In what can be considered a historic decision, Saudi Arabia allowed its women into the King Fahd International Stadium in Riyadh for the first time, on the occasion of the 87th anniversary of its founding.

Reports stated that the women were allowed into the previously male-only venue — mostly used for football matches — with their families to watch a musical show and a play on Saudi history.

“It is the first time I have come to the stadium and I feel like more of a Saudi citizen. Now I can go everywhere in my country,” 25-year-old Sultana told Reuters. “God willing, tomorrow women will be permitted bigger and better things like driving and travel.”

Saudi National Day A Saudi woman arrives at the stadium to attend an event commemorating the anniversary of the founding of the kingdom. Photo: FAYEZ NURELDINE/AFP/Getty Images Saudi women arrive at stadium Saudi women carry national flags as they arrive outside a stadium for the first time. Photo: FAYEZ NURELDINE/AFP/Getty Images Saudi women National day A Saudi woman flashes the victory gesture while wearing a colored wig above her head-dress, as she arrives outside the stadium. Photo: FAYEZ NURELDINE/AFP/Getty Images Saudi women stadium National Day A Saudi woman flashes the victory gesture next to a girl carrying the national flag, as they sit with other families in a stadium to attend an event in the capital Riyadh on Sept. 23, 2017, commemorating the anniversary of the founding of the kingdom. Photo: FAYEZ NURELDINE/AFP/Getty Images

Reuters reported that the events were sponsored by the government as part of the Vision 2030 reform program launched two years ago to move the Saudi economy away from oil, create new sectors to employ young citizens and open up Saudis’ cloistered lifestyles.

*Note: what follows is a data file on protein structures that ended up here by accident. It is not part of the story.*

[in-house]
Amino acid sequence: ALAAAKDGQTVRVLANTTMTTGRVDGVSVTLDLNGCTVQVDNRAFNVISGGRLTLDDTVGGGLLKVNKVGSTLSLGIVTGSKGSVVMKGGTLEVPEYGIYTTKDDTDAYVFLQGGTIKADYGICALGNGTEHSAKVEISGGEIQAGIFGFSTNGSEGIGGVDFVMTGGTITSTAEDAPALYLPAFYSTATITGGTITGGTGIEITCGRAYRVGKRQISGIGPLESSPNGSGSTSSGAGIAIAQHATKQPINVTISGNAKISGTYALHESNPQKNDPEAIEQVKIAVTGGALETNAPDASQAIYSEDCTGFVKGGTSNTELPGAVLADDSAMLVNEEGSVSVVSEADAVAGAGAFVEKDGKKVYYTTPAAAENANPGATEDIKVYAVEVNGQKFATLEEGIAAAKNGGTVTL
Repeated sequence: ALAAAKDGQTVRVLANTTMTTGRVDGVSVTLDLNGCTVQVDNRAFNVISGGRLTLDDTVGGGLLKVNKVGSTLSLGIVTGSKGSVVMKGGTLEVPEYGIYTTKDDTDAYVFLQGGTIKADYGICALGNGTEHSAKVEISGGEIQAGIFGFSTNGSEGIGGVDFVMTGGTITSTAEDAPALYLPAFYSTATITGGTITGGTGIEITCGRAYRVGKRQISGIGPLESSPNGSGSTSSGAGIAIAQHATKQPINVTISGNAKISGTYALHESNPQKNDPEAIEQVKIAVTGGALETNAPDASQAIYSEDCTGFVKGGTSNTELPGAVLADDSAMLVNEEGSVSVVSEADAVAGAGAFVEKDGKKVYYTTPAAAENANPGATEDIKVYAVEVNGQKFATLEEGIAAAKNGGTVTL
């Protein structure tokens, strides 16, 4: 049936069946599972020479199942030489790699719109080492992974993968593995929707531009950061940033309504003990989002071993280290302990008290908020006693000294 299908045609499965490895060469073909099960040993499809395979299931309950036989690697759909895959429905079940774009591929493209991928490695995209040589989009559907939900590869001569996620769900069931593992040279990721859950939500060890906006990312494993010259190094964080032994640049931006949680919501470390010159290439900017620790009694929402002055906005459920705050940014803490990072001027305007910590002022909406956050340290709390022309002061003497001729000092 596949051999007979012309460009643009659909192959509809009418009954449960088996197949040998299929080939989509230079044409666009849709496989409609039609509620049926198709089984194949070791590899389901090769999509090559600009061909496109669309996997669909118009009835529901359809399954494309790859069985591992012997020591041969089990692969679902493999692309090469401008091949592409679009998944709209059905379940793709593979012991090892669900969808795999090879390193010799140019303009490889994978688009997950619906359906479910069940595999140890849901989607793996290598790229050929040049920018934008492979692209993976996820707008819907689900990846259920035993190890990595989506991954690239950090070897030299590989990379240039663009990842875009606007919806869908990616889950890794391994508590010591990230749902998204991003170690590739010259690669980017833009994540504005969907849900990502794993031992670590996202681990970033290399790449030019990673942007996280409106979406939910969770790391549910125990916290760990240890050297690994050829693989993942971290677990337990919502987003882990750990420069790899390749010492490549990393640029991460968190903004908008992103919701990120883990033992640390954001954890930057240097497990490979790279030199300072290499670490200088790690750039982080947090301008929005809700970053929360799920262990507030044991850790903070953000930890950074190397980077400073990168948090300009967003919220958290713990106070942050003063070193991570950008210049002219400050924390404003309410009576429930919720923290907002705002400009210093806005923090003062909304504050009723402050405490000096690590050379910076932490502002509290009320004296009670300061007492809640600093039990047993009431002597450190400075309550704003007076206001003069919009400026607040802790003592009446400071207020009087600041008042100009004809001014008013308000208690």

The country which adheres to the austere Wahhabi brand of Sunni Islam bans gender mixing, concerts and cinemas. In the conservative country, the plan, whose goals include empowering women, promoting sports and investing in entertainment, have been criticized, the Guardian said.

Another woman, Um Abdulrahm al-Shihri, also said she hoped women would be able to attend football matches and other public festivities, to which traditionally only men are entitled to, in the future.

“You cannot imagine how happy we are today ... We feel that there is openness towards us,” she said. “Women are at all levels now - women are now (representatives) in the Shura council, women are now doctors, women are now in big positions. So why shouldn’t we join the men in things that matter to our nation?”

“We hope in the future that there will be no restrictions on our entrance to the stadium,”  Um Abdulrahman added. “For many years ago I have hoped that women will be given the same rights as men.”

Issa Daghiri who attended the show with his wife and children said he was encouraged by the acceptance of families at the stadium.

In the operetta performed in the stadium on Saturday which told the story of the founding of the modern Saudi state by Ibn Saud, King Salman’s father, an unveiled woman and two dozen girls were also seen onstage.

The buildings in the capital city of Riyadh were lit up with green light for the national day and several parades took place on the street, commemorating the warrior tradition of Saudi Arabia.

"On this great occasion, we feel that the kingdom has become an important state with a pioneering role at the regional and international levels," Crown Prince Mohammed bin Salman said, according to reports.

RT stated that roughly 1.5 million Saudis were expected to attend National anniversary celebrations in 17 cities over four days.

“The kingdom will remain a bulwark for those who love benevolence, their religion and their country,”  King Salman of Saudi Arabia tweeted.